Thursday, September 10, 2009

Sprawl is Still Bad, Regardless of the Measure

The National Academy of Sciences released a report this month entitled Driving and the Built Environment: The Effects of Compact Development on Motorized Travel, Energy Use, and CO2 Emissions -- Special Report 298. A summary of the report can be downloaded from the Transportation Research Board.

Interestingly, this article was reported by Technology Review, under the title Forget Curbing Suburban Sprawl.
They report that "urban planners hoping to help mitigate CO2 emissions by increasing housing density would do better to focus on fuel-efficiency improvements to vehicles, investments in renewable energy, and cap and trade legislation now being voted on in Congress, according to the study, released Tuesday. It concludes that increasing population density in metropolitan areas would yield insignificant CO2 reductions."

They go on to further report that "even if 75 percent of all new and replacement housing in America were built at twice the density of current new developments, and those living in the newly constructed housing drove 25 percent less as a result, CO2 emissions from personal travel would decline nationwide by only 8 to 11 percent by 2050, according to the study. If just 25 percent of housing units were developed at such densities and residents drove only 12 percent less as a result, CO2 emissions would be reduced by less than 2 percent by 2050."

So should we go ahead and throw in the towel? Has all this advocacy for improving our built environment been for naught? Absolutely not. In fact, the evidence to change our built environment and offer more urban solutions has never been more necessary.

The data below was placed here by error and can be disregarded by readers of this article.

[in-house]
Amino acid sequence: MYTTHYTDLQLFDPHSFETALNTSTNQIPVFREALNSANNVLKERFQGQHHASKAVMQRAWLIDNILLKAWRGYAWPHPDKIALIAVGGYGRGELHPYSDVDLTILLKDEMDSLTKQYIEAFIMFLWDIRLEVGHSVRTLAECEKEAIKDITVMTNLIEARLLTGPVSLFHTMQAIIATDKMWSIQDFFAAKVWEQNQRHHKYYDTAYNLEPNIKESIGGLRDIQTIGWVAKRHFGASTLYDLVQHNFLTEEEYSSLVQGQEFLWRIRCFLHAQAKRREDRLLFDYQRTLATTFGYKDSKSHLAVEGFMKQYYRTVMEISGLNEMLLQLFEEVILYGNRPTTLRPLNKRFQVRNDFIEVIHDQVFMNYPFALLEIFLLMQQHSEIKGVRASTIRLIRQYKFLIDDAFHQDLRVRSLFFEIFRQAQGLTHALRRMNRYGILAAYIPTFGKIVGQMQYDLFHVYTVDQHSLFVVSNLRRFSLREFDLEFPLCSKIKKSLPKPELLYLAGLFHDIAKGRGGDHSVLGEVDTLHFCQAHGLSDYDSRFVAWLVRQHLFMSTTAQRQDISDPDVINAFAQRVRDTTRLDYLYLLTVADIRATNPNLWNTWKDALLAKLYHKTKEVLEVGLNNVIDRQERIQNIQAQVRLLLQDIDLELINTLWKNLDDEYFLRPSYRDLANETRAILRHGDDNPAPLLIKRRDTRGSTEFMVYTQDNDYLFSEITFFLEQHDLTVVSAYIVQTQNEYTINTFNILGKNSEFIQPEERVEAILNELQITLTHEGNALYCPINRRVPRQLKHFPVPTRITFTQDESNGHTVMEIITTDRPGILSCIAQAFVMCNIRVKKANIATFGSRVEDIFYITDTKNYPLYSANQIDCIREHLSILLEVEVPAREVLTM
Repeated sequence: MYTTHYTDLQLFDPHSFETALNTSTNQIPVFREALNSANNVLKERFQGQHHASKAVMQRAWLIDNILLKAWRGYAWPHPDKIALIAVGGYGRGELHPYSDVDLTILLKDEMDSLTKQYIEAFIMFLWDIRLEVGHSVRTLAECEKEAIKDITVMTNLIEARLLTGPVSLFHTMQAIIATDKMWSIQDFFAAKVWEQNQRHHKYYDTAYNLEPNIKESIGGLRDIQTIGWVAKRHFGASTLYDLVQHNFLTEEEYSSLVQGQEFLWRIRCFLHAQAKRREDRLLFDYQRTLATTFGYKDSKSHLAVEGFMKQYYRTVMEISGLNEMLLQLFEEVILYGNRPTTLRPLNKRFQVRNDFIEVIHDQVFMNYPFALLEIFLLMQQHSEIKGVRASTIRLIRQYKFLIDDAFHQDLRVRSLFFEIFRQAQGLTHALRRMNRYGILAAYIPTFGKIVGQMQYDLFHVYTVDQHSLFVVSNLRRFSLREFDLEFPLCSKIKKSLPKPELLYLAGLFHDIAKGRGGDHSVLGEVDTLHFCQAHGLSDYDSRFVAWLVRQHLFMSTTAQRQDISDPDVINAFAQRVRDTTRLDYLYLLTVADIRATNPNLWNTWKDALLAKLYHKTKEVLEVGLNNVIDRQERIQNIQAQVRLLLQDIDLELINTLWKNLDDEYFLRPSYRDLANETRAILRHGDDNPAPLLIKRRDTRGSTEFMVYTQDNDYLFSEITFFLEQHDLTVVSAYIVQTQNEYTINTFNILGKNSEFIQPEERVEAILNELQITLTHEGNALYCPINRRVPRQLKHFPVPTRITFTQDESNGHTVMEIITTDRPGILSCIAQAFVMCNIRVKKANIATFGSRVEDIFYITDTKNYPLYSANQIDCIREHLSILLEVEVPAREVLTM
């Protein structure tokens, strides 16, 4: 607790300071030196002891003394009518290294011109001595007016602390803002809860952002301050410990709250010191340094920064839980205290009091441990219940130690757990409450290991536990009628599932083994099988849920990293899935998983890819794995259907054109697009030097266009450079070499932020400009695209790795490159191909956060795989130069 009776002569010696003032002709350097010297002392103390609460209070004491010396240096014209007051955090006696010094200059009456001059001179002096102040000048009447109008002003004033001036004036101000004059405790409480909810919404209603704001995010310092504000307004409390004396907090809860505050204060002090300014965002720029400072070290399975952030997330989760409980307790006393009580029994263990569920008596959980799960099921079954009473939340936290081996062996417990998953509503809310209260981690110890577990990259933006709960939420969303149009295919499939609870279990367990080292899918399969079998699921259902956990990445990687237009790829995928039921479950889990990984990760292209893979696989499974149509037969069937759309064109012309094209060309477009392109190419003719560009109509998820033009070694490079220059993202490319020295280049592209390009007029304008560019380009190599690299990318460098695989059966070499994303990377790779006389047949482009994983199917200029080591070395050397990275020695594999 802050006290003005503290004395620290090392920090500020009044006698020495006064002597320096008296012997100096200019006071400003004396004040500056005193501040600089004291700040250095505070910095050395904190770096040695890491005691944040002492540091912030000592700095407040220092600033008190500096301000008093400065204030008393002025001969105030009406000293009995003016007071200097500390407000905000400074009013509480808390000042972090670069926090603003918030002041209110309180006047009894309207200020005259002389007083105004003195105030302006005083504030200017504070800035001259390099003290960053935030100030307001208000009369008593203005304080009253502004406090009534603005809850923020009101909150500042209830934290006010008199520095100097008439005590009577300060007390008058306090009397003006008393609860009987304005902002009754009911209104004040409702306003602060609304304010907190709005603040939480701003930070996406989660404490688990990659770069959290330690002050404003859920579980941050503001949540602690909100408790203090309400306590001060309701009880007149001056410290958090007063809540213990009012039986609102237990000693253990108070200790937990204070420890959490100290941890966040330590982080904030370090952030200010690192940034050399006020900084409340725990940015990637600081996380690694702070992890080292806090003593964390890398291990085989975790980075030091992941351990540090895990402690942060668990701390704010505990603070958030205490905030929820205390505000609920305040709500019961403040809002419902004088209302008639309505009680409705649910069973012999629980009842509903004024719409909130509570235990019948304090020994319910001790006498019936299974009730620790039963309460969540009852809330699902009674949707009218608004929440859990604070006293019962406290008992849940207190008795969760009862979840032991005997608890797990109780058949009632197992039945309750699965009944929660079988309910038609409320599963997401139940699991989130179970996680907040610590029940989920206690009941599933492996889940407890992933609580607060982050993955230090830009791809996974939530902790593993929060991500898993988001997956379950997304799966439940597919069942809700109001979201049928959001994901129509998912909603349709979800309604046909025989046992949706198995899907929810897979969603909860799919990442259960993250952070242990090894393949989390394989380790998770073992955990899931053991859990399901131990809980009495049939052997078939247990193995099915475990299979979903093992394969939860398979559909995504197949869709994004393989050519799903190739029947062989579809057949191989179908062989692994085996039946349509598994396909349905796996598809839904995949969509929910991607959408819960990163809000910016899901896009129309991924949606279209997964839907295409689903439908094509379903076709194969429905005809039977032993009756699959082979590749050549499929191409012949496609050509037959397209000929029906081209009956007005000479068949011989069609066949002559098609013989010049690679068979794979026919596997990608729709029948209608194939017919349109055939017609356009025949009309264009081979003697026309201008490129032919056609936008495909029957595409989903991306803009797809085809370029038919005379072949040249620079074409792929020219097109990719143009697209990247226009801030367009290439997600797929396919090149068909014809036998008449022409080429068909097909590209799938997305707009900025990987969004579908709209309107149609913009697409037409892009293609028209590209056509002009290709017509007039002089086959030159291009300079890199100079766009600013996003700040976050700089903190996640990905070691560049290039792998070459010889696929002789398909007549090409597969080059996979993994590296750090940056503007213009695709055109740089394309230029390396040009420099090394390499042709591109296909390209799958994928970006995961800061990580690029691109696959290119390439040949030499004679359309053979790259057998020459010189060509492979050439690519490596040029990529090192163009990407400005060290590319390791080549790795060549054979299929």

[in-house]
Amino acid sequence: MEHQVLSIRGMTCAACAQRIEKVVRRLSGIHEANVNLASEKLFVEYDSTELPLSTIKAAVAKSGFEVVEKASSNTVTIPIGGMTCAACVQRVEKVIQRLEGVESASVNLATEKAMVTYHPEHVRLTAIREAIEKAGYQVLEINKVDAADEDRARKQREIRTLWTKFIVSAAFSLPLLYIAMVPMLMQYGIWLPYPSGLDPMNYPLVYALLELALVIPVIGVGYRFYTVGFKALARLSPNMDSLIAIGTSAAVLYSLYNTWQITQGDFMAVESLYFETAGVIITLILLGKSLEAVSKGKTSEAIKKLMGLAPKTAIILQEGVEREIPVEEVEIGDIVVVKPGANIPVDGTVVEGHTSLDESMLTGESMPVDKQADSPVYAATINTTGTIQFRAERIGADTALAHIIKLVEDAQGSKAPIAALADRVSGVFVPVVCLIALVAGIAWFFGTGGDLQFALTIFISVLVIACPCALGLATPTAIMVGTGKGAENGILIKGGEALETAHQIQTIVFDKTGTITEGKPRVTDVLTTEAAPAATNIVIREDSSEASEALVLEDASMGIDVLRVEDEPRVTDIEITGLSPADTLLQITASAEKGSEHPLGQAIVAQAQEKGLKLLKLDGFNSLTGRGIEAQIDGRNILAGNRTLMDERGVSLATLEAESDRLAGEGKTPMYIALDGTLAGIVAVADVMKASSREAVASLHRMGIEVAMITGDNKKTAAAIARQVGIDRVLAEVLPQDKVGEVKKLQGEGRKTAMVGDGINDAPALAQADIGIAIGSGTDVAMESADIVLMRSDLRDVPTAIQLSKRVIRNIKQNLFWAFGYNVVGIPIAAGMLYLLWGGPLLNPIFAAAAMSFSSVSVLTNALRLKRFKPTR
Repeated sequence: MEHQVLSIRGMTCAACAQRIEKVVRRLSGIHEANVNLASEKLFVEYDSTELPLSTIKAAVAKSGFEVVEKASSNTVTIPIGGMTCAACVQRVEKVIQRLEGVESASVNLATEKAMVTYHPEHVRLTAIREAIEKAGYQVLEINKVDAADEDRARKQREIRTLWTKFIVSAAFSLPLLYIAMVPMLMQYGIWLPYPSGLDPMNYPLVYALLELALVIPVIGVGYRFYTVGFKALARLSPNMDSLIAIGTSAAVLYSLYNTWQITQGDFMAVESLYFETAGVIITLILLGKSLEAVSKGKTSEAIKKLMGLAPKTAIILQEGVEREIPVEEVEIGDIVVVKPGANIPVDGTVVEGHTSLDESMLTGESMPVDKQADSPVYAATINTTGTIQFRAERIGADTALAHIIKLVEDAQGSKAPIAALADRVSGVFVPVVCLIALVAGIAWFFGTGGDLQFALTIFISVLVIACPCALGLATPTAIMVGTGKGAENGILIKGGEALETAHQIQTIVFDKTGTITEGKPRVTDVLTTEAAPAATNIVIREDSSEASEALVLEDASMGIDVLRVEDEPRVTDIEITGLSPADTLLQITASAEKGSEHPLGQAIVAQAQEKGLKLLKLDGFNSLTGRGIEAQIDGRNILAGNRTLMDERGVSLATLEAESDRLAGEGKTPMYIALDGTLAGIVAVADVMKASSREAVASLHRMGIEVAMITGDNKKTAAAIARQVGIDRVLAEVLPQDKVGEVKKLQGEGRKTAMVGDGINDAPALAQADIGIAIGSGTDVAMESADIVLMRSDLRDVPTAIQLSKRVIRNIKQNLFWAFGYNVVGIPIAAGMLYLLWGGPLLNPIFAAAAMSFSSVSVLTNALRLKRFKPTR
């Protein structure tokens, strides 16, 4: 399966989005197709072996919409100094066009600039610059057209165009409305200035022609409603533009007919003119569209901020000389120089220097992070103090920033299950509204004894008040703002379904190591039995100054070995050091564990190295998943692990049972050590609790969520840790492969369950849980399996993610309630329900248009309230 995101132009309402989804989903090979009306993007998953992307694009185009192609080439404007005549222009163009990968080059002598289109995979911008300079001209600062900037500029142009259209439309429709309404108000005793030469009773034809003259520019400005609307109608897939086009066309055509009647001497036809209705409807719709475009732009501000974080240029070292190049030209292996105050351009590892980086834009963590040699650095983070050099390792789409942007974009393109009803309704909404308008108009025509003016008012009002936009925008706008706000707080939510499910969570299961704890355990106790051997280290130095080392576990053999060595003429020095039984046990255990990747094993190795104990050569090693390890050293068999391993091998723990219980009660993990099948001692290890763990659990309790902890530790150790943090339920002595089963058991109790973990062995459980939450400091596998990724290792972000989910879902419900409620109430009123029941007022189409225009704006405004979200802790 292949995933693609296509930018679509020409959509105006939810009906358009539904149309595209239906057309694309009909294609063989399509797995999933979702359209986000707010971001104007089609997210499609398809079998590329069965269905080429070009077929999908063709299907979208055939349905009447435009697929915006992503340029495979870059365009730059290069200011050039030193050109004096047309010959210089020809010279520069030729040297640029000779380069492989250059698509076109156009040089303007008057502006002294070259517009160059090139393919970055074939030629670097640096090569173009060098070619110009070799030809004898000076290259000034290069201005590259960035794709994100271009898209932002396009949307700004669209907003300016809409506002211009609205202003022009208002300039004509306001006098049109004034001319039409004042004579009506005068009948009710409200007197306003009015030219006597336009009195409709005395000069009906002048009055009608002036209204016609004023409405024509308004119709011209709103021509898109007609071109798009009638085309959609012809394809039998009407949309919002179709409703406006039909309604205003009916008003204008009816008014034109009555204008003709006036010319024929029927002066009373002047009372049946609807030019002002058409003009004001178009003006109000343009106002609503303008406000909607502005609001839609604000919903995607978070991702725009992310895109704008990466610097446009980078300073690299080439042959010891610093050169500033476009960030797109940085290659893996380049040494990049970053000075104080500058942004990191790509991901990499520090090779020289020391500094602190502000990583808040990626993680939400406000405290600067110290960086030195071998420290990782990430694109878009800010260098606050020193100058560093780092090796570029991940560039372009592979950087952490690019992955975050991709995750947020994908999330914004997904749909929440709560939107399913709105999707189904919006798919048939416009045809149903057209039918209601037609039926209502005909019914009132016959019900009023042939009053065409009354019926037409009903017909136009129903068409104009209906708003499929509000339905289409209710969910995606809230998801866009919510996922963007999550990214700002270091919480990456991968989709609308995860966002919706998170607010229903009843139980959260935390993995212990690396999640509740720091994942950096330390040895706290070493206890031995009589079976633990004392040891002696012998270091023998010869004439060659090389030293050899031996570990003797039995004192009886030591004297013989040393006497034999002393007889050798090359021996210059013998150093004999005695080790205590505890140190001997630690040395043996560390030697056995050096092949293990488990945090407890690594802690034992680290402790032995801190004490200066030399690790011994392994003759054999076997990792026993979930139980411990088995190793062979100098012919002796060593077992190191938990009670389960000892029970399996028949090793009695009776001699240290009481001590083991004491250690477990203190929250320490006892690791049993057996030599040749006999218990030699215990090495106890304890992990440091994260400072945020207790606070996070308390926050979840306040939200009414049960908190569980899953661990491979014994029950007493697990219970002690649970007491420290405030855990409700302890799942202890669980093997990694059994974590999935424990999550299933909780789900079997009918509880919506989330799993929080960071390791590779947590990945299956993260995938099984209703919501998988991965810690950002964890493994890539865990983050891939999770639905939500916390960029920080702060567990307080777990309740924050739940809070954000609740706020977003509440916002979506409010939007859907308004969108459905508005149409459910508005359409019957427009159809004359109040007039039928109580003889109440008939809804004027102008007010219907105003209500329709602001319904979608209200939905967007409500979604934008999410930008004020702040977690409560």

The two principal recommendations of the report were that:
  1. Policies that support more compact, mixed-use development and reinforce its ability to reduce VMT, energy use, and CO2 emissions should be encouraged.
  2. More carefully designed studies of the effects of land use patterns and the form and location of more compact, mixed-use development on VMT, energy use, and CO2 emissions are needed to implement compact development more effectively.

As if reducing greenhouse gas emissions was the only reason to encourage more compact, mixed-use development. And, in fact, the report notes that there are plenty of other excellent reasons to change our development patterns.
Changes in development patterns entail other benefits and costs that have not been quantified in this study.
On the benefit side, more compact, mixed-use development should reduce some infrastructure costs, increase the feasibility and cost-effectiveness of public transit, and expand housing choices where compact developments are undersupplied. Other benefits include less conversion of agricultural and other environmentally fragile areas and greater opportunities for physical activity by facilitating the use of non-motorized modes of travel, such as walking and bicycling.

And never mind the fact that the changing demographics over the past 40 years are radically changing the face of housing. Lot sizes have been in decline for decades based largely on market preferences. But if compact communities won't yield the biggest gain in GHG reductions should we just allow sprawl to perpetuate? No.

If we have learned anything from this recession it's that suburban development and its necessary dependence on leveraged debt is economically volatile at best. Suburban development patterns have also been shown to increase environmental degradation of our water supplies and our forests. The promise of the big house in the suburbs increases energy needs because of excessively high heated (and cooled) floor are per person and reduces family time due to commuting. Surburbia has shown to underperform in many ways over the last couple of decades and GHGs are only but one indicator of many.

The reason for urbanism is more than just reducing GHGs. It is because good urbanism is more resilient to changes in our future. Good urbanism provides choices in housing, in transportation, and in shopping. Sprawl limits choices. And the proposed solutions highlighted by Technology Review are expensive and untested. Urbanism, on the other hand, has a substantial track record for being adaptable. Choice is good.